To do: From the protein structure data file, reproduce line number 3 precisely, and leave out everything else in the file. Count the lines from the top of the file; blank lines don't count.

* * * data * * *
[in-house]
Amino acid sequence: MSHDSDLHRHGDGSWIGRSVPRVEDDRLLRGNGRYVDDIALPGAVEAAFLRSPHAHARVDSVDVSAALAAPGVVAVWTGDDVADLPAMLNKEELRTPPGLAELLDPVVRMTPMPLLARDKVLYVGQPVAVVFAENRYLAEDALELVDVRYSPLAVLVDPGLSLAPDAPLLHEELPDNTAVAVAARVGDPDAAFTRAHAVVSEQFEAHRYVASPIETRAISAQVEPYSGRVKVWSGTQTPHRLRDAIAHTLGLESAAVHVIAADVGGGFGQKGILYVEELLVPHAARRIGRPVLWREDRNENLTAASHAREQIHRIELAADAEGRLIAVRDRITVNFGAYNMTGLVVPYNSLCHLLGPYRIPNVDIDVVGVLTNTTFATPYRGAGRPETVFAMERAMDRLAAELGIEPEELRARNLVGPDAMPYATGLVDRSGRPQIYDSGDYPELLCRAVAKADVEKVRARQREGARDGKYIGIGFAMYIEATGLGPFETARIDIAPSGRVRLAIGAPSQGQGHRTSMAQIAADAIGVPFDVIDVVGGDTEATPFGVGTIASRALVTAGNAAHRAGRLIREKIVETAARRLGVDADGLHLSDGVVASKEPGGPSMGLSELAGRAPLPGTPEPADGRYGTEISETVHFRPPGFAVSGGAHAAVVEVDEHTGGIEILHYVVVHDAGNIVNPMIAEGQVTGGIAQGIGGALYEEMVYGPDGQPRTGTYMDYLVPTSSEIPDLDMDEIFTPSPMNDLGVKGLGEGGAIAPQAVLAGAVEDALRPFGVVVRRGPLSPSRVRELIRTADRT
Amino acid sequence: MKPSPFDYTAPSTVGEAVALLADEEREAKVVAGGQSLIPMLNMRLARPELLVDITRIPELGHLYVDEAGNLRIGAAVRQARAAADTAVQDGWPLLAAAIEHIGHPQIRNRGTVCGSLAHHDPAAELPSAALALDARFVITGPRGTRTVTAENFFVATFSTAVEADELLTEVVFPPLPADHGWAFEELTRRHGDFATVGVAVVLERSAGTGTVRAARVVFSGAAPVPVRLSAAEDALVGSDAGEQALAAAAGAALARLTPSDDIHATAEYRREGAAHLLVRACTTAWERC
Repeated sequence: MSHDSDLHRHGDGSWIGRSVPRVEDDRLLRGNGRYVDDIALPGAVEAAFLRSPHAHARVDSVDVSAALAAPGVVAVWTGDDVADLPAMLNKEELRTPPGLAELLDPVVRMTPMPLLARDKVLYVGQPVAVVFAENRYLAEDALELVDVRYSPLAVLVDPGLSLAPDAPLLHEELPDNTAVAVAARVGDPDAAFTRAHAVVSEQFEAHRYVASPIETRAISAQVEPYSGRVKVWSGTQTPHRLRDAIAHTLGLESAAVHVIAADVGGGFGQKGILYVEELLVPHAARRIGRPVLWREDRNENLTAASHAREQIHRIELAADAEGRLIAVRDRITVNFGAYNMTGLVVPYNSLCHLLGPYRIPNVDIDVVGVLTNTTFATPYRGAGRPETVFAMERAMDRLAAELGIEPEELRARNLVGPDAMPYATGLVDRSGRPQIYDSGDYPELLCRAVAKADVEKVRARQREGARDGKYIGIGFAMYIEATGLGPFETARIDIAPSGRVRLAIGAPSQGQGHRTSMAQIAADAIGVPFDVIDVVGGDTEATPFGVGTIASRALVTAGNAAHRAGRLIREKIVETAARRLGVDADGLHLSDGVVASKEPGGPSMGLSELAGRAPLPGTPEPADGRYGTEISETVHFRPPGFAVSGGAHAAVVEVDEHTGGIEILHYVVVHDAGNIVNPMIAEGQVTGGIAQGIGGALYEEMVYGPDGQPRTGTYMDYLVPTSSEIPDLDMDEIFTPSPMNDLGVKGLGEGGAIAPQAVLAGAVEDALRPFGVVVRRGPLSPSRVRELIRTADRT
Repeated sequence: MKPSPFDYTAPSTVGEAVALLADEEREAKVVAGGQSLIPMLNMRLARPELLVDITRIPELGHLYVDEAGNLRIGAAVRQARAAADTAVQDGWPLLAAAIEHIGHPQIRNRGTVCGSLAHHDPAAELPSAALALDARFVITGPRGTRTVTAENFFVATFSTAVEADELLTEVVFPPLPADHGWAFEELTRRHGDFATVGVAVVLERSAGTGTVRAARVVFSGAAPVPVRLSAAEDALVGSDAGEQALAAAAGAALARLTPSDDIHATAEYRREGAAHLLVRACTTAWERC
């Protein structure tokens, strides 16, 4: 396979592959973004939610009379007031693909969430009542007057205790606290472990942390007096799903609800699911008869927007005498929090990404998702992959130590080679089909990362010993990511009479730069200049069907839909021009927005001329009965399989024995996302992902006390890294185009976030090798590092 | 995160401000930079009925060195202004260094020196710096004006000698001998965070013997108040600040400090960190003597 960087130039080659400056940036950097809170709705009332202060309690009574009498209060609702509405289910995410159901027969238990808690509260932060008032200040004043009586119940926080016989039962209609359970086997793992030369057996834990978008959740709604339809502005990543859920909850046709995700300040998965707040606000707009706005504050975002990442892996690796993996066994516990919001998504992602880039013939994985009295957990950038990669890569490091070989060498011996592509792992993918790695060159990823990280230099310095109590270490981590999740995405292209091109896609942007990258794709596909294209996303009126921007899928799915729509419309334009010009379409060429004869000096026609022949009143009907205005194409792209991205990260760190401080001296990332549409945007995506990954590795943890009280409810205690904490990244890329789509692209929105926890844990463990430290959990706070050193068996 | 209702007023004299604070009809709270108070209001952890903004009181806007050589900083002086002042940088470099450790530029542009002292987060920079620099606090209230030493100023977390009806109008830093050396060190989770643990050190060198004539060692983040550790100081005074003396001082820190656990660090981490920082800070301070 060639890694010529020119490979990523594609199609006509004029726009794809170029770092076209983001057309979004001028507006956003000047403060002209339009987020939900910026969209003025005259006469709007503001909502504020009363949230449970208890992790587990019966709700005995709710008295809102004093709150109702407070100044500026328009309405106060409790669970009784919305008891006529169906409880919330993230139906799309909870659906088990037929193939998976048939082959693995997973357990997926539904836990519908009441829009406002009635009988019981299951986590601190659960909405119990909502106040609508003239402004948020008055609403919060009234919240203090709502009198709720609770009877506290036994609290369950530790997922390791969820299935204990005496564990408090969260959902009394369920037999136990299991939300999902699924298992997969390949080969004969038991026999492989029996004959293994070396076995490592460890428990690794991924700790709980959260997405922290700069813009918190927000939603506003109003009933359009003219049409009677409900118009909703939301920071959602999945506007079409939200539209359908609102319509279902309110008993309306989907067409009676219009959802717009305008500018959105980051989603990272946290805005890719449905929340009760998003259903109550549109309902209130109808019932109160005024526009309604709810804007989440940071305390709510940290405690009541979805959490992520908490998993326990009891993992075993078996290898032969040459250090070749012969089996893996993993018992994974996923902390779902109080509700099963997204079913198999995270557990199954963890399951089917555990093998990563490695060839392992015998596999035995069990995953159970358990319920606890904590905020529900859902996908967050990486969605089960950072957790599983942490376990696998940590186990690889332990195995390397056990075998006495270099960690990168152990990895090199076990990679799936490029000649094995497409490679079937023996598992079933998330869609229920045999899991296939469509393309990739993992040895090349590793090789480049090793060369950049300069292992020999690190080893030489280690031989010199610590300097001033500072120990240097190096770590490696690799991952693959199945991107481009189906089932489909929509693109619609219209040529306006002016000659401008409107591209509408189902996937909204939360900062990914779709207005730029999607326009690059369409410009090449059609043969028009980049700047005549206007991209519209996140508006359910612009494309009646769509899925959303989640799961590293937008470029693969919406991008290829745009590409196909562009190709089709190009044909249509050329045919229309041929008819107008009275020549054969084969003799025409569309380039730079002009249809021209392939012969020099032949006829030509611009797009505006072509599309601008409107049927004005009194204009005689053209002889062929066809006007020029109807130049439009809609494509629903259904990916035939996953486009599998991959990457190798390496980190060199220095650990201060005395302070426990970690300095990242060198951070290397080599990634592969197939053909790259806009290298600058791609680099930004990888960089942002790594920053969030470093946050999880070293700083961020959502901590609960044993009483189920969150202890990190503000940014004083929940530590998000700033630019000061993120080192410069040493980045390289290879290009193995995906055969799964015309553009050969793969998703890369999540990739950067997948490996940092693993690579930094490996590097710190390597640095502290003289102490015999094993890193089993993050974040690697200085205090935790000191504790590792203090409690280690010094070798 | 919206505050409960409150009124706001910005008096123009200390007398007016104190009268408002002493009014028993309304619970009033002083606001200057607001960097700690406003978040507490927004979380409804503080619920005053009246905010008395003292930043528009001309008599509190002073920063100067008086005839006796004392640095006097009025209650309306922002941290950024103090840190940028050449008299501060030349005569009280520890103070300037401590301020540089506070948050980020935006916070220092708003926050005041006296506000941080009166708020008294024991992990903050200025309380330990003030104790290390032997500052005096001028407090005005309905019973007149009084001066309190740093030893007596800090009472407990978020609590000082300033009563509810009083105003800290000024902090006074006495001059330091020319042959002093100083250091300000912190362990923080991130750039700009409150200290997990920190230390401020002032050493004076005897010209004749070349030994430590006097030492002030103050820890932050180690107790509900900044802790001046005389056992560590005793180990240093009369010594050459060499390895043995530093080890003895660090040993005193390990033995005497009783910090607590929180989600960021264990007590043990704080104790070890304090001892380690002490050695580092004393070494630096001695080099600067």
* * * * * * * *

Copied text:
Amino acid sequence: MKPSPFDYTAPSTVGEAVALLADEEREAKVVAGGQSLIPMLNMRLARPELLVDITRIPELGHLYVDEAGNLRIGAAVRQARAAADTAVQDGWPLLAAAIEHIGHPQIRNRGTVCGSLAHHDPAAELPSAALALDARFVITGPRGTRTVTAENFFVATFSTAVEADELLTEVVFPPLPADHGWAFEELTRRHGDFATVGVAVVLERSAGTGTVRAARVVFSGAAPVPVRLSAAEDALVGSDAGEQALAAAAGAALARLTPSDDIHATAEYRREGAAHLLVRACTTAWERC